The Metropolitan Museum of Art, New York

1833 The Golden Tower, Seville, at Sunset 
pencil, watercolour and tempera, pen and ink and brush on grey paper 36.2 x 25.8 cm 
The Morgan Library and Museum, New York

1833 The Torre del Oro 
oil on panel 39 x 48 cm
 Museo Nacional del Prado, Madrid

1833 Two Spanish Peasants, Andalucia 
pencil and wash on wove paper 9.3 x 7.4 cm

1833-43 Romanesque Ruins at Nijmegen ( attributed to ) 
oil on board 20.3 x 39.3 cm 
Ulster Museum, Northern Ireland, UK

1833- 34 Tower of Comares, Alhambra, Granada

1833c A Spaniard 
pencil and watercolour on wove paper 14.3 x 8.4 cm

1833c St. Sophia from the Bosphorus 
watercolour 20.3 x 29.7 cm 
Victoria and Albert Museum, London 

1833c St. Sophia from the Bosphorus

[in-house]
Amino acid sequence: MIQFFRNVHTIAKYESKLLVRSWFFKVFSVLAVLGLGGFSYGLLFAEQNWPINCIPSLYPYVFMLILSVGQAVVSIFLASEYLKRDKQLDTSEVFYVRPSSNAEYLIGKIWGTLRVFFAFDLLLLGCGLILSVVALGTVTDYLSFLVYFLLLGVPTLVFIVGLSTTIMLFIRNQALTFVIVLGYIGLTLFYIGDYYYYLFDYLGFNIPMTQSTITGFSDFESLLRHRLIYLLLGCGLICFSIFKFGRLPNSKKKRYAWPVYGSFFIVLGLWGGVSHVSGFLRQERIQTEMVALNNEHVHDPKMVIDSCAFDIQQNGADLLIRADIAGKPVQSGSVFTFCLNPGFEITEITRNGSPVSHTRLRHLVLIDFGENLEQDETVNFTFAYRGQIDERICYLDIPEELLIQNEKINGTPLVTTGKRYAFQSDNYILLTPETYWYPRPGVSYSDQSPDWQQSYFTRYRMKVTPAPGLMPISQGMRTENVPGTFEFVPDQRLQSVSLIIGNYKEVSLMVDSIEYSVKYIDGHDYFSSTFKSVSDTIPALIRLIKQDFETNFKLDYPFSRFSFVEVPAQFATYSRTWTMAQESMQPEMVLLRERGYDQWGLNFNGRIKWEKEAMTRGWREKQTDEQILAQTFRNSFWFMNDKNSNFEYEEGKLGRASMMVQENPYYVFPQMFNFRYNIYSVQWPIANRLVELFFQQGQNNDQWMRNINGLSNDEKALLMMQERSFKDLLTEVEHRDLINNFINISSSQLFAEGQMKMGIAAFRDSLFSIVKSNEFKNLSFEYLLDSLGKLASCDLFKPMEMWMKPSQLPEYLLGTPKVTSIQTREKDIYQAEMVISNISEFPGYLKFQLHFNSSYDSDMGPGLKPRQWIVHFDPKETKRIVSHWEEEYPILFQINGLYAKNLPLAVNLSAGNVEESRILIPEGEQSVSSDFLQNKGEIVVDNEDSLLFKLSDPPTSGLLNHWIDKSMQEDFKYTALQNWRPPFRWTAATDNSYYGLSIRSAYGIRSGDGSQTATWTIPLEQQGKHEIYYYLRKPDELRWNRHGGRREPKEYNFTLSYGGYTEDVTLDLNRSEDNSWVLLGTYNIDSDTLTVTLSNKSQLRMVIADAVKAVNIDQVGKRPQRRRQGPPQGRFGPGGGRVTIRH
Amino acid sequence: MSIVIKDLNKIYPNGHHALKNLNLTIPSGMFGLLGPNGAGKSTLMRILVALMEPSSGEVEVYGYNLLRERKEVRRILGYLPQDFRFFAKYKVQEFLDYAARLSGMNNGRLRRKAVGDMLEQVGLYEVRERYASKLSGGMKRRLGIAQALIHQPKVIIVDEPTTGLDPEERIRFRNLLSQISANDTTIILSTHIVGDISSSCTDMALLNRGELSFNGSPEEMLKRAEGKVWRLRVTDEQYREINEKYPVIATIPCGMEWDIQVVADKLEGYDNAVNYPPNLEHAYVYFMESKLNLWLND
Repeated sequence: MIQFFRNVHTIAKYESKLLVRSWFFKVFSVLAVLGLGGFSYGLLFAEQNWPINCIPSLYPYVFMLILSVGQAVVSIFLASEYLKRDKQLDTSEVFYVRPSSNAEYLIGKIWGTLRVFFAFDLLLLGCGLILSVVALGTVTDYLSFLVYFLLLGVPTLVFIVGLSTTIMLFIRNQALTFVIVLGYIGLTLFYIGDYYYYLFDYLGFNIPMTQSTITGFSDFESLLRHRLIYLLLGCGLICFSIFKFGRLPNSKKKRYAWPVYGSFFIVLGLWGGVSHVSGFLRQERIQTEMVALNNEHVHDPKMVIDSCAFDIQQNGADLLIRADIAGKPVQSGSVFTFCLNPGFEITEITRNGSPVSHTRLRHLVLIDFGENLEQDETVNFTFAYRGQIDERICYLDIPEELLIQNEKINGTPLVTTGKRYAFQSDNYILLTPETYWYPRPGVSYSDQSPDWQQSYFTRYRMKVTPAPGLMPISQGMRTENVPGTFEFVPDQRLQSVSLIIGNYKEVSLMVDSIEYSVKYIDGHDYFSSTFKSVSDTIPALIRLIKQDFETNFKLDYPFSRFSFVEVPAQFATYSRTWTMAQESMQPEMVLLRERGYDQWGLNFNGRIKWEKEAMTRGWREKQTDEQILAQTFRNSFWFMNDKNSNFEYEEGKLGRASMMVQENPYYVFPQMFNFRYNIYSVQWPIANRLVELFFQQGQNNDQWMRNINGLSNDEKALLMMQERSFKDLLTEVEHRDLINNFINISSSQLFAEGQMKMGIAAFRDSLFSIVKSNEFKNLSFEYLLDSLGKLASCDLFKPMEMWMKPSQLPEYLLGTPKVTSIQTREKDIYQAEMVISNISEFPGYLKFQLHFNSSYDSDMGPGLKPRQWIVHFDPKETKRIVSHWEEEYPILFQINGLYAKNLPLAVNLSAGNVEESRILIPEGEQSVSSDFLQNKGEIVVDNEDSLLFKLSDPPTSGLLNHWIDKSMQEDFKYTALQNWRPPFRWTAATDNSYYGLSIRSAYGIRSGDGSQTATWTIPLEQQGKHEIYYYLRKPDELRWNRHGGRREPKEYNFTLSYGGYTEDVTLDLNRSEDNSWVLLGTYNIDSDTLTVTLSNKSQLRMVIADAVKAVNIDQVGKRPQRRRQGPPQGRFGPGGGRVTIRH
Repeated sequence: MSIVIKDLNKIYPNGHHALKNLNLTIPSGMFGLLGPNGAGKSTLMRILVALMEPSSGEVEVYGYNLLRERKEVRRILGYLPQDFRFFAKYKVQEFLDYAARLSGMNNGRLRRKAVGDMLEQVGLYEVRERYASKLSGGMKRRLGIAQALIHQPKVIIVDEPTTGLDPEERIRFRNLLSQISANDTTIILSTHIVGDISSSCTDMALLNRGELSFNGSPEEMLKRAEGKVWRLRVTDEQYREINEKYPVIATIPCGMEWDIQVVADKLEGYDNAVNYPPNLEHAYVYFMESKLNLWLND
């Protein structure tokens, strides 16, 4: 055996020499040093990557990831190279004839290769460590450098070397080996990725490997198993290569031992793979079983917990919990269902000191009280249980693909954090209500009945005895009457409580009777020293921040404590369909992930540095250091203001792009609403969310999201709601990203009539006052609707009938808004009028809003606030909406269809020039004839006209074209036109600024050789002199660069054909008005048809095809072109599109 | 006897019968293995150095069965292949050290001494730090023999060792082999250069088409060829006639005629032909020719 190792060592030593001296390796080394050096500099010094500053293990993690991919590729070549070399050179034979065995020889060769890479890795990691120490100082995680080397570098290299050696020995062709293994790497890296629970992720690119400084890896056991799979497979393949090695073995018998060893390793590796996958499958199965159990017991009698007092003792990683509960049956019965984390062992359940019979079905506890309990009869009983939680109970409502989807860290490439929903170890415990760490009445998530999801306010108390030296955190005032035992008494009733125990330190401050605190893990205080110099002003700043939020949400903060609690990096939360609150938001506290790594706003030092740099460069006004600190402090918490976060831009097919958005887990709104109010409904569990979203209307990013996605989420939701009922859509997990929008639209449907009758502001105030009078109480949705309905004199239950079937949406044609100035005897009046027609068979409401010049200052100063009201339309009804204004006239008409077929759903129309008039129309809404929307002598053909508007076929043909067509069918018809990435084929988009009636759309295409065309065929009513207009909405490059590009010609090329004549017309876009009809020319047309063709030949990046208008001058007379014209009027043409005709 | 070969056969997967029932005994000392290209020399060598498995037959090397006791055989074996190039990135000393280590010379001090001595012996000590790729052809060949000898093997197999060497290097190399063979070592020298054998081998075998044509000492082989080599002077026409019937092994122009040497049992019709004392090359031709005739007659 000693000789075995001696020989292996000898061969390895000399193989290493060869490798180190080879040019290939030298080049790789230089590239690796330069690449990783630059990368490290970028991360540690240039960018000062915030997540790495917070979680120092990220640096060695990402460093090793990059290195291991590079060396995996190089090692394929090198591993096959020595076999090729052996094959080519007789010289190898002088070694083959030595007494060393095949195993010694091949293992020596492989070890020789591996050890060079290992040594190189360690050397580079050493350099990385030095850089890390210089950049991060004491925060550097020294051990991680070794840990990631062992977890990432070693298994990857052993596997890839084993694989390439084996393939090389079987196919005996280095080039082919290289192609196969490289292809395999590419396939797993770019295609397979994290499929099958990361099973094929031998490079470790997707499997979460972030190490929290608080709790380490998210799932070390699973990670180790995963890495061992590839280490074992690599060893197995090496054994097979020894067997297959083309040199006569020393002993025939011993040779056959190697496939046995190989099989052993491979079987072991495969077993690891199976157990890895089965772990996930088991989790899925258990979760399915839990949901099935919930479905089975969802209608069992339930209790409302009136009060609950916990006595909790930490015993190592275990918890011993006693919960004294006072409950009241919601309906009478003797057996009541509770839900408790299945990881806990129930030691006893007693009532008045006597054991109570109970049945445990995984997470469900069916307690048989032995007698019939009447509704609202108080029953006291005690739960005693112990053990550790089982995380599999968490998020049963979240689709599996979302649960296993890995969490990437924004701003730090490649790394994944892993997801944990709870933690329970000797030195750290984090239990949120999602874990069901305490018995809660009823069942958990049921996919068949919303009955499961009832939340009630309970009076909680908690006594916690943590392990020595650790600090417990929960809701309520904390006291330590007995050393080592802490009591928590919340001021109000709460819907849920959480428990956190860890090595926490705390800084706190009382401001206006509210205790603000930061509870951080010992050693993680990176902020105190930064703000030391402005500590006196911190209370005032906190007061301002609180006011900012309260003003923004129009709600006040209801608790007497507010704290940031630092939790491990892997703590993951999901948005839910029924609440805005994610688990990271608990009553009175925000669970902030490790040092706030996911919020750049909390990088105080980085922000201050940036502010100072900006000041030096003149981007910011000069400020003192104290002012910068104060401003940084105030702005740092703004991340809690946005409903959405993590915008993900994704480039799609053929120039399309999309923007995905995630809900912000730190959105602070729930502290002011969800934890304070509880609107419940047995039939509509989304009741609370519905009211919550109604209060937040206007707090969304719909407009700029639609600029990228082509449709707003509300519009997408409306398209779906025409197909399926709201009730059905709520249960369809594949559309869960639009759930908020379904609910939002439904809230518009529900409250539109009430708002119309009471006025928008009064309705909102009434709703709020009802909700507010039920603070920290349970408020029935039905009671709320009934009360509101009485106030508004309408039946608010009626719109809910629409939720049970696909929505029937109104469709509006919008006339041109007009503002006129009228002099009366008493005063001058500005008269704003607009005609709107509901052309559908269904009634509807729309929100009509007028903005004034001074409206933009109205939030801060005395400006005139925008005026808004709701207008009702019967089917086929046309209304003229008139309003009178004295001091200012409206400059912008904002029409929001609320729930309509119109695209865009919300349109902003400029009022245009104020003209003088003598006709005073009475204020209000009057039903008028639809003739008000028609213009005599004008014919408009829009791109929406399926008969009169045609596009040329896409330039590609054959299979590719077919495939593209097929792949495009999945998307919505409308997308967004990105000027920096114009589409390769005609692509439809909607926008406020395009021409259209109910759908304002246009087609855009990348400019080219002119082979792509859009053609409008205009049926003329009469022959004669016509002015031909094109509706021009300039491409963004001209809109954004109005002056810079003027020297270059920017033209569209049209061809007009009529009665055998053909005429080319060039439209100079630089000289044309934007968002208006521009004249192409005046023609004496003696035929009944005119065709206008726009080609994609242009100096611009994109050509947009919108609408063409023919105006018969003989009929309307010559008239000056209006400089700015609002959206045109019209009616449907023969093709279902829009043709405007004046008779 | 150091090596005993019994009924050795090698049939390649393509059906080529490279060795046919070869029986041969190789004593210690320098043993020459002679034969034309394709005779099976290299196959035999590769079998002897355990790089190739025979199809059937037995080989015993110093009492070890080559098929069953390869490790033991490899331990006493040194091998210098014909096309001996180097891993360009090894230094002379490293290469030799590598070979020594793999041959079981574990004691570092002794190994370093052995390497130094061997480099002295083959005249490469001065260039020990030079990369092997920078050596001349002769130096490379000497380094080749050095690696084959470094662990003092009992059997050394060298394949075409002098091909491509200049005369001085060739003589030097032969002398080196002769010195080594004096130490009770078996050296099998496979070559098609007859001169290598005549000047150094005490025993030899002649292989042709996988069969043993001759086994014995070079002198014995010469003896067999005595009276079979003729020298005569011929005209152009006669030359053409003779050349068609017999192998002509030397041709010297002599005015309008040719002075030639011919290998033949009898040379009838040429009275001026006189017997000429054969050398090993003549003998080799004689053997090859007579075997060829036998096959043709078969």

graphite and watercolour on off-white paper 
Image courtesy of the Indianapolis Museum of Art

1834 Descent into the Plain of Granada 
pencil, watercolour and gouache 23.2 x 32.5 cm 
The Cleveland Museum of Art, Ohio

1834 Old Buildings on the Darro, Granada 
oil on panel 44.4 x 59.4 cm 
Victoria and Albert Museum, London

1834 Ronda, Spain 
watercolour on paper 23.5 x 33 cm 
Tate, London

1834 The Tower of the Church of San Nicolás de la Villa, Córdoba 
oil on canvas 38.2 x 27.6 cm 
The Hepworth Wakefield, UK

1835 Church of Notre-Dame, Dijon ( attributed to ) 
oil on canvas 40.3 x 30.3 cm 
Glasgow Museums Resource Centre, UK

1835 Entrance to the North Transept, Cathedral of Burgos 
oil on panel 52.1 x 46 cm 
Tate, London

1835 The Palazzo dei Priori, Volterra 
black graphite, heightened with white on blue paper 24 x 14.3 cm